glow notes

Monday, April 11, 2005

On French women and my bag of tricks

There's been a lot of talk in the fitness blog world and traditional media about the latest rash of books on the French diet. It sounds like it basically amounts to eating smaller portions of high quality, delicious foods and structuring meals rather than snacking.

Makes a lot of sense. Seems to me we're biologically designed to eat just about anytime we want, to put on weight, and then to deal with hard endurance workouts, times when we have less food, and (in the case of women), pregnancy. I know there are people who don't have this issue, but without some structure, I personally would be inclined to eat all day.

This morning I got up at 6 and had a cup of coffee (mmmmm . . . coffee) with a slice of sprouted grain toast spread with 1 T cashew/macadamia butter. At 10am I had a 1 ounce of crunchy whole grain cereal with 1/2 ounce of dry roasted almonds and about 2/3 ounce of really really really good bittersweet chocolate chips. And a cup of green tea. I moved away from my computer and any reading material while I ate, and when I bit into a chocolate chip, I actually closed my eyes to shut off any sensory input other than the taste and texture of that chocolate in my mouth. Mmmmmmmmm.

There was a time when I was either eating boring "diet" foods or I was bingeing on things like peanut butter toast and almonds and chocolate. I didn't realize that a) yummy food is OK and in fact can be good for you and b) structuring the amounts and the times is a way to, in fact, increase enjoyment. Nothing is good when you feel bad about it. Nothing is good when you don't even notice that you ate it. Nothing is good when you feel sort of queasy because you're stuffed to the gills.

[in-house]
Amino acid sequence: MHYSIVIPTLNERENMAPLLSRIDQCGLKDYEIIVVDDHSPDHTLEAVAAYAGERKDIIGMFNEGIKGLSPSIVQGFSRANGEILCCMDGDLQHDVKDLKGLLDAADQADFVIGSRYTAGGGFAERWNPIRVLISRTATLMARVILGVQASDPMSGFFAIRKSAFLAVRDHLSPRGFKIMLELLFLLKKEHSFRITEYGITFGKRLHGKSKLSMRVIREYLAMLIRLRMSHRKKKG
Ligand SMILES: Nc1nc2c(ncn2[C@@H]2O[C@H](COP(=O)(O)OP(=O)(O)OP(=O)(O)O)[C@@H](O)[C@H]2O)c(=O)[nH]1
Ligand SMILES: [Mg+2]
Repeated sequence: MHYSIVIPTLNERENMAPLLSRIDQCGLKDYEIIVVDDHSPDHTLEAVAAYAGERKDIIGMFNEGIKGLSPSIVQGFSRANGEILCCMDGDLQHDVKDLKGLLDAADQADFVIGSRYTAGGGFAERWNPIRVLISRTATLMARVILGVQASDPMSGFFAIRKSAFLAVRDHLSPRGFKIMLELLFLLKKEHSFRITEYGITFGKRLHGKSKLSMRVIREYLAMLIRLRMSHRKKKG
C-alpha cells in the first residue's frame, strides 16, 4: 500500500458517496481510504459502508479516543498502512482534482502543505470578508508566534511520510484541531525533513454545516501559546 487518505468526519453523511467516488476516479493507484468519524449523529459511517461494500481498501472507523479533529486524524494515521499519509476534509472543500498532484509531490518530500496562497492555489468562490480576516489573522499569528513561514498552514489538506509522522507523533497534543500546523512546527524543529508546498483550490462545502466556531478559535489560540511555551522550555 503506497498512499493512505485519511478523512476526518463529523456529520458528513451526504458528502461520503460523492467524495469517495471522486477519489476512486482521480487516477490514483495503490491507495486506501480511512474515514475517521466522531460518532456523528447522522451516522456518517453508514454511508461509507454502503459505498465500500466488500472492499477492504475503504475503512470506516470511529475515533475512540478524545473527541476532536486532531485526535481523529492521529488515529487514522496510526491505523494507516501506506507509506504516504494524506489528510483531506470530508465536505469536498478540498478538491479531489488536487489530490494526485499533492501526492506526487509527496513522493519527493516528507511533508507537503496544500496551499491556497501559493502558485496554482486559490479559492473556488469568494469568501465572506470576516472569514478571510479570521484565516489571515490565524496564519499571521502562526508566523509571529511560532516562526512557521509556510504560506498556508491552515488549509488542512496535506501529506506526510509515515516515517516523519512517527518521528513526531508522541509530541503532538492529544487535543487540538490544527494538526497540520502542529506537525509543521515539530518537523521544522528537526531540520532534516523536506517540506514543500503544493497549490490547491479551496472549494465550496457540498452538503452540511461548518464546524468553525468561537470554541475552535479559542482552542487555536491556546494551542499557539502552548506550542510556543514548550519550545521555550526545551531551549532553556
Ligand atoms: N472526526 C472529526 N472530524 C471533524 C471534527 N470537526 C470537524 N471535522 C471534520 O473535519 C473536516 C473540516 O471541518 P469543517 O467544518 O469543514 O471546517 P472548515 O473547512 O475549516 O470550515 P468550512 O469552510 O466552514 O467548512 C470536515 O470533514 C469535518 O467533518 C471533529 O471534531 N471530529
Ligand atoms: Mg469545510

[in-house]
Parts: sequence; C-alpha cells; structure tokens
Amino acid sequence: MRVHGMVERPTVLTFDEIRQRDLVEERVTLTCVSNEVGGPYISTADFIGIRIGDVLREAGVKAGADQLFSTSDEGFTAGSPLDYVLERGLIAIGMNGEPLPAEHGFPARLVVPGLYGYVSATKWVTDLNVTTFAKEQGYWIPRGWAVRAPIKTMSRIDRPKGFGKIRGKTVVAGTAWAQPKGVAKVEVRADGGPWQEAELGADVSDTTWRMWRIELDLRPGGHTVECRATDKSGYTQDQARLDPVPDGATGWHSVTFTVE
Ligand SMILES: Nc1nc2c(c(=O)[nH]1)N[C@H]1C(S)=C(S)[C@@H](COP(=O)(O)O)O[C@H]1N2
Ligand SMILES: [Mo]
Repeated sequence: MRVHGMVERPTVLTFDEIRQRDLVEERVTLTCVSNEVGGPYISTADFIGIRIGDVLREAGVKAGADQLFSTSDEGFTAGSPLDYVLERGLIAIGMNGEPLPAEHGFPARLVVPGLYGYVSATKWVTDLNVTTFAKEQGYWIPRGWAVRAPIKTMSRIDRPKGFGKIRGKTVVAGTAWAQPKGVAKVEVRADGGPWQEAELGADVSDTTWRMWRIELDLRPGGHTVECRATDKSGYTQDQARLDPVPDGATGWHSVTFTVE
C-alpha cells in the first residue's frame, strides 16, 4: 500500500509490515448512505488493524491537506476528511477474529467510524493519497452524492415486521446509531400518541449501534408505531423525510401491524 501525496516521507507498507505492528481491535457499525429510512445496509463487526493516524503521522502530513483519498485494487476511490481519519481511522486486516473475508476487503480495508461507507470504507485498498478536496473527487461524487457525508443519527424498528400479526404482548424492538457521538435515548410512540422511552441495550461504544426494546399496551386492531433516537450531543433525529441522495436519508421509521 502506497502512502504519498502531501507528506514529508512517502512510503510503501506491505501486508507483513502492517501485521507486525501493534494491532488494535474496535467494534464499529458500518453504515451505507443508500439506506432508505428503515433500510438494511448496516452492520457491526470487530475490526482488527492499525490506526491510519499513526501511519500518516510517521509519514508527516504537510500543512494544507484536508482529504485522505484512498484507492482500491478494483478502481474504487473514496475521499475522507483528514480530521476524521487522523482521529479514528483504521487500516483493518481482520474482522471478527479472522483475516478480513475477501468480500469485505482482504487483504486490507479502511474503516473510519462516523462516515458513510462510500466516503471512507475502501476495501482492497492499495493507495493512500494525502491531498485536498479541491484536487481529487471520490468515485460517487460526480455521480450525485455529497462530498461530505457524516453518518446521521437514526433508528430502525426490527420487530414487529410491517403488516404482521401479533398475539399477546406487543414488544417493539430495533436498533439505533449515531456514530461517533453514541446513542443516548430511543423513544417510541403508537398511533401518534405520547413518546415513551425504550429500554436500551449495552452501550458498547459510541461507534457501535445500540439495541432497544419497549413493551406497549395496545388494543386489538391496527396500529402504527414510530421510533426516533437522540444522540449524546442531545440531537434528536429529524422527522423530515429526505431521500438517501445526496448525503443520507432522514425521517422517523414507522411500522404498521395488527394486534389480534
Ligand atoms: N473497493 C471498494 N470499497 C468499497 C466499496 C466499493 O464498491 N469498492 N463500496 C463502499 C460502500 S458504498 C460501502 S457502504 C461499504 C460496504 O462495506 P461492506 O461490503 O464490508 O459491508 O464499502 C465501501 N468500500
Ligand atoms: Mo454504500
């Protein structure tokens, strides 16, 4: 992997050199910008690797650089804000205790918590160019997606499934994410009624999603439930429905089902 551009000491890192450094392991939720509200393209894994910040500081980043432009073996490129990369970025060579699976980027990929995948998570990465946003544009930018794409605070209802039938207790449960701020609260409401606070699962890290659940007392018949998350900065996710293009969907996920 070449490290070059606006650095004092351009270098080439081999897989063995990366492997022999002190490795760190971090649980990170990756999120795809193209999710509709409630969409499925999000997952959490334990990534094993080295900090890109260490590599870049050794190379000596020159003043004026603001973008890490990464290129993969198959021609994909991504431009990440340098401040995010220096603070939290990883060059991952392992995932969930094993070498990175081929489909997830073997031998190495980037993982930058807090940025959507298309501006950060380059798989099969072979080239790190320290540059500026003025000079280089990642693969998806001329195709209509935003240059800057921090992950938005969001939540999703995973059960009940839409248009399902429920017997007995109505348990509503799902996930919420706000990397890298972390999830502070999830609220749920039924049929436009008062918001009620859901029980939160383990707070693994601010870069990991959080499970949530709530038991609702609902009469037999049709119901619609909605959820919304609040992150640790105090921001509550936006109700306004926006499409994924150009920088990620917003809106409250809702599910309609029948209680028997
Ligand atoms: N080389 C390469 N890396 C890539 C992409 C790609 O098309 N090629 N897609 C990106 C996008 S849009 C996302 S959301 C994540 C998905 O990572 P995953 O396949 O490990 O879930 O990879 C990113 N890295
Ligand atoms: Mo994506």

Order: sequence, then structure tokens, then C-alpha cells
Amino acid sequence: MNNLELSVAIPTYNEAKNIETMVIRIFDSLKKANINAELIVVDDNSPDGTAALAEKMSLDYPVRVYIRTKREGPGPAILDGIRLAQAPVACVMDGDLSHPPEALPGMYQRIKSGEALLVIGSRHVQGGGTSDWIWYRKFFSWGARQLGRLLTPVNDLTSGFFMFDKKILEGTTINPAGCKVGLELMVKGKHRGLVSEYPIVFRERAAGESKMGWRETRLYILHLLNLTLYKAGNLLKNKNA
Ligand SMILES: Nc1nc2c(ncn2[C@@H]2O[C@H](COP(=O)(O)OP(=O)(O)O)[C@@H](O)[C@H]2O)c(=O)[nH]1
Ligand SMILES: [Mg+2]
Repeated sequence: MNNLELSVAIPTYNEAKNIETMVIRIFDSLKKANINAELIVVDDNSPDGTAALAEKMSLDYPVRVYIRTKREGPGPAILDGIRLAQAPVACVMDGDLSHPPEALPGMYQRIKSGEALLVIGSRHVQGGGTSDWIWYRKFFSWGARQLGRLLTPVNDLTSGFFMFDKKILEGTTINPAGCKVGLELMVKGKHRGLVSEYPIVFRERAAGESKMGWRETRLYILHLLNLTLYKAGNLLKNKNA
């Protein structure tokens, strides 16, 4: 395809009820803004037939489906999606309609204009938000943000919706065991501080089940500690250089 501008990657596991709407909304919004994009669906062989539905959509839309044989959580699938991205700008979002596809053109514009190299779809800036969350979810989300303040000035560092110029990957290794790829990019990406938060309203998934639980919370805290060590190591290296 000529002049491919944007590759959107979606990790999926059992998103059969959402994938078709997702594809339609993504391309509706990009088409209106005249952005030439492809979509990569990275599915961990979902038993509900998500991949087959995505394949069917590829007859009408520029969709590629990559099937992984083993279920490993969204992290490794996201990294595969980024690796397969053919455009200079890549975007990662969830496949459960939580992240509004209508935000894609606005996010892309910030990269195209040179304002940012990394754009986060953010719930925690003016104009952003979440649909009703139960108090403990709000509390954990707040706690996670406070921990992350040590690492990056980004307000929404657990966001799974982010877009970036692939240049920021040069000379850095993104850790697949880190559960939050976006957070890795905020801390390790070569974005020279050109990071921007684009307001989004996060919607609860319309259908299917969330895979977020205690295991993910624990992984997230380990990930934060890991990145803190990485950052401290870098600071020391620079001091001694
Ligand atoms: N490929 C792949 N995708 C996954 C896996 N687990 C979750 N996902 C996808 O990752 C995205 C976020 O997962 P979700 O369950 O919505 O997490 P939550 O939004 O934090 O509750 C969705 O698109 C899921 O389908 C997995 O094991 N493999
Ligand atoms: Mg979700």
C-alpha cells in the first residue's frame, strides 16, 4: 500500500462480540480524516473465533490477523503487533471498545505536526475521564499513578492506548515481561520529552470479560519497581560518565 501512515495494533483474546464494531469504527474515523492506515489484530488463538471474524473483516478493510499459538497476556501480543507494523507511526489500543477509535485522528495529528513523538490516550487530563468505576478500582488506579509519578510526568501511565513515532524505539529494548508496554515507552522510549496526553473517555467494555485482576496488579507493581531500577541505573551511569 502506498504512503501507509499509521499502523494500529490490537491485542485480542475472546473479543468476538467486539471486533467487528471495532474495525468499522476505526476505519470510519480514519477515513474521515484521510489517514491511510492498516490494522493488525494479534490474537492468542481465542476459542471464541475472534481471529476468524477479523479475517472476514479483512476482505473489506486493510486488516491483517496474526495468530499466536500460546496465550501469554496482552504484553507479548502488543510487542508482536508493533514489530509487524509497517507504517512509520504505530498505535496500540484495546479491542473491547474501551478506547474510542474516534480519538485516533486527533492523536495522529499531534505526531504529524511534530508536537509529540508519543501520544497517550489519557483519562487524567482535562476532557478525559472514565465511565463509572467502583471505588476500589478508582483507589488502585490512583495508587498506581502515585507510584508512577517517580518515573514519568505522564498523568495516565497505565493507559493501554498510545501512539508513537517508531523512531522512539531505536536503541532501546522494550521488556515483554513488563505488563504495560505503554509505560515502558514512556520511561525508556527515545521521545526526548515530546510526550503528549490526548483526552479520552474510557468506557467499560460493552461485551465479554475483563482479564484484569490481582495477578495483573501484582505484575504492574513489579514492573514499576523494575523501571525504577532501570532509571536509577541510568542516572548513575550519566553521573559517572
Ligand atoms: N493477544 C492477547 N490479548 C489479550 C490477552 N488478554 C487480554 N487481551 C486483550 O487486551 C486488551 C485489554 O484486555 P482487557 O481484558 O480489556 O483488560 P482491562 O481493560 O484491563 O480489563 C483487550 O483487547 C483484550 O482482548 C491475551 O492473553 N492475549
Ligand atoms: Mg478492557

I log my food intake and exercise output not in order to deprive myself, but so that I can eat chocolate and almonds and steak without feeling like I'm cheating myself. I know how much fat and saturated fat I've taken in today and how much I plan to take in. I know I need a protein drink later, and some fruit, and some veggies. I structure what time I eat so that I don't need to think about it in between times (but am flexible enough to eat in between if I'm truly hungry). And I build non-food treats into my day so that I'm not looking forward to JUST my next meal.

Everybody who has successfully lost weight or gotten fit has their own bag of tricks. What works for me right now is to log my macronutrient intake, exercise often, eat meals at structured times unless I'm truly hungry, eat foods I love, and focus on non-food treats.

What's in your bag of tricks?


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